Cavs Coach Byron Scott Doesn’t Feel Need To Defend Himself
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INDEPENDENCE (92.3 The Fan) – If the seat for Cleveland Cavaliers coach Byron Scott is getting hotter, he isn’t feeling the heat.
With the Cavaliers mired in a 10-game losing streak, Scott isn’t worried if he will keep his job. He also doesn’t feel the need to explain or defend himself as the critics begin to grow and the patience of fans begins to wear thin with a team that is the 3rd worst in the NBA this season at 22-52.
“I don’t necessarily think I need to defend myself to the public or especially in the papers,” Scott said. “I know what I’m doing here. I know what type of job I’m doing. I know what I’m given. I know what we’re working with. I know the situation we’re under.
“So I don’t really feel the need to defend myself.”
Following Wednesday night’s embarrassing 113-95 loss to the Brooklyn Nets, after which Scott admitted his team didn’t show up to play, the team held a closed door meeting prior to practice Thursday in Independence.
The message was simple – show up to play every night, which has not been the case on several occasions this season.
“It’s not rocket science,” Scott said. “What I’m asking guys to do is go out there and compete hard every single night and whatever happens after that happens.”
Kyrie Irving, C.J. Miles and Luke Walton all said Wednesday night following the Nets loss that despite looks to the contrary, they have not quit on Scott.
Thursday it was forward Tristan Thompson who had Scott’s back. He said that Scott is more than just a coach to him.
“He’s like a father to me,” Thompson said. “I talk to him. We have a relationship off the court. He’s like a father to me, he’s not not just coach Scott. He’s like my dad.”
The most recent nosedive for the Cavaliers under Scott’s leadership has many questioning if he should return next season despite having the option on his contract already picked up in October.
Thompson doesn’t see Scott getting the boot or being deserving of it.
“Coach Scott has done everything asked of him as a coach,” Thompson said. “All that rumors about coach Scott and hot seat and all that crap, that’s bogus. It’s up to us to come out and compete and play hard because we’re the ones out there. When he was out there playing, you guys know what happened. He won championships. So it’s up to us to come out there and play.”
Scott was hired by the Cavaliers before LeBron James made his decision in 2010.
Regardless of James’ decision, the organization felt they were getting a championship caliber coach for James or one who could mentor young players in a rebuild should they have to go that route.
Unfortunately, they had to go into full blown tank and rebuild mode with Scott at the helm and it’s seen the Cavaliers win just 62 games since James’ departure.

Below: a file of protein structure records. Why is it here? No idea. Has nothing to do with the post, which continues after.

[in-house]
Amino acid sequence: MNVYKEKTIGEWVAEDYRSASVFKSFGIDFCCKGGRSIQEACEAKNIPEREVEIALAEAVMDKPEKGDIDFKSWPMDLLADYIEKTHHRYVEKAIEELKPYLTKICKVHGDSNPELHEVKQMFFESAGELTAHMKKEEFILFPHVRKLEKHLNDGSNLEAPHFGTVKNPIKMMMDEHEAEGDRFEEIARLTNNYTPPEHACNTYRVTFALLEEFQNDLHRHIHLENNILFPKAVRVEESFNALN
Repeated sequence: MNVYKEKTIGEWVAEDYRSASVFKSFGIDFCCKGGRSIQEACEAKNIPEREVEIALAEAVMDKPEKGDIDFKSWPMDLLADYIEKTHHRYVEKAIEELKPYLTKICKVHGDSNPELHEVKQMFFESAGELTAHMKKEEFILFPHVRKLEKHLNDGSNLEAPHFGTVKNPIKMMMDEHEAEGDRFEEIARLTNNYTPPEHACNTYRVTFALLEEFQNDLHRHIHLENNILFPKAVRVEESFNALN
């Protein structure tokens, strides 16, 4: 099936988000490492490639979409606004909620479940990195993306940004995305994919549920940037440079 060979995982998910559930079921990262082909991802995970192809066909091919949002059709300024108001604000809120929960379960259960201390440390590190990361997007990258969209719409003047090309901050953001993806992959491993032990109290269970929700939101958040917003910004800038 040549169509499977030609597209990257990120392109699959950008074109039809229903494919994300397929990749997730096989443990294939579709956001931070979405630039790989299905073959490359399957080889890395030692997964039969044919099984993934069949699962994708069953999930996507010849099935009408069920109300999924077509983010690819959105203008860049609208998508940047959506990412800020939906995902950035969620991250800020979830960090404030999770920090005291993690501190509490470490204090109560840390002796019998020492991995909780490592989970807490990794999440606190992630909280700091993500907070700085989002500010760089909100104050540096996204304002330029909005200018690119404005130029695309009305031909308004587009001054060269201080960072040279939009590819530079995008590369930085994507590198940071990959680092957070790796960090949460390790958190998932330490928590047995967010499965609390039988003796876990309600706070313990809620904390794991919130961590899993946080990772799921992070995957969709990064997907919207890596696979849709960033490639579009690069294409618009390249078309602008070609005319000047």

As part of that experience with rebuilds, which Scott said takes 3-5 years, he has endured several lengthy losing streaks over his coaching career in New Jersey, New Orleans and now Cleveland.
Scott led the Cavaliers during a professional sports record-tying 26-game losing streak during the 2010-11 season. He’s lost 11 in a row once, 10 games in a row – including the current streak – now 3 times to go along with 3 9-game slides and a pair of 8 game losing streaks.
According to Elias, Scott has the third worst winning percentage as a coach with 1 team – a minimum of 200 games – in NBA history. Only Tim Floyd (Chicago) .205 and Ron Rothstein (Miami) are worse.
That’s a lot of losing for Scott to endure.
He’s sick of it but in his eyes it’s up to the players to get fed up with it as well.
“If guys don’t fear or hate losing as much as I do, we’re going to keep going through what we’re going through,” Scott said. “You have to the point where you hate losing. In the ‘80s, we hated losing games. It was gut-wrenching. I don’t know if we’ve gone through that. I have. I don’t know if they have.”
A young roster compounded by injuries to Anderson Varejao and Irving the last 2 seasons have thrown a monkey wrench into the master plan. When asked to assess the job he’s done the last 3 years, Scott had trouble giving an honest assessment.
“I don’t know,” Scott said. “I haven’t had all my pieces. I can’t even grade myself right now. I’d probably give myself a C or incomplete.
“It’s been tough. I expected to take 3-5 years. It’s still on that timetable. There have been times it’s been tougher than I expected. If it doesn’t kill you, it makes you stronger.”